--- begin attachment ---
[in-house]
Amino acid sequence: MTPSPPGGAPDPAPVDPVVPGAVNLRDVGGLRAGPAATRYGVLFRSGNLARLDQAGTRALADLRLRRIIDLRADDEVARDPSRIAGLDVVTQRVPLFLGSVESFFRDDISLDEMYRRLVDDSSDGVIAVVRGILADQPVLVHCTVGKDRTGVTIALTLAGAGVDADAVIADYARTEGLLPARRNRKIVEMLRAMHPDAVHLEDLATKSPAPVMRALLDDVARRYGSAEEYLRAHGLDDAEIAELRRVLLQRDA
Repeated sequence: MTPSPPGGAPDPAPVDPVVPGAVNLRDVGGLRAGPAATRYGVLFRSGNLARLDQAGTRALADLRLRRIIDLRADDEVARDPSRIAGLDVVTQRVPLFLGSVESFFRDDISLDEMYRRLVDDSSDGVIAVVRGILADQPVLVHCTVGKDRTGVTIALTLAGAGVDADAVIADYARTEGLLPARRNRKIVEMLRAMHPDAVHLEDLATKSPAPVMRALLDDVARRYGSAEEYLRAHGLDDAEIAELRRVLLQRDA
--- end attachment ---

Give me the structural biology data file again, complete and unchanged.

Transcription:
[in-house]
Amino acid sequence: MTPSPPGGAPDPAPVDPVVPGAVNLRDVGGLRAGPAATRYGVLFRSGNLARLDQAGTRALADLRLRRIIDLRADDEVARDPSRIAGLDVVTQRVPLFLGSVESFFRDDISLDEMYRRLVDDSSDGVIAVVRGILADQPVLVHCTVGKDRTGVTIALTLAGAGVDADAVIADYARTEGLLPARRNRKIVEMLRAMHPDAVHLEDLATKSPAPVMRALLDDVARRYGSAEEYLRAHGLDDAEIAELRRVLLQRDA
Repeated sequence: MTPSPPGGAPDPAPVDPVVPGAVNLRDVGGLRAGPAATRYGVLFRSGNLARLDQAGTRALADLRLRRIIDLRADDEVARDPSRIAGLDVVTQRVPLFLGSVESFFRDDISLDEMYRRLVDDSSDGVIAVVRGILADQPVLVHCTVGKDRTGVTIALTLAGAGVDADAVIADYARTEGLLPARRNRKIVEMLRAMHPDAVHLEDLATKSPAPVMRALLDDVARRYGSAEEYLRAHGLDDAEIAELRRVLLQRDA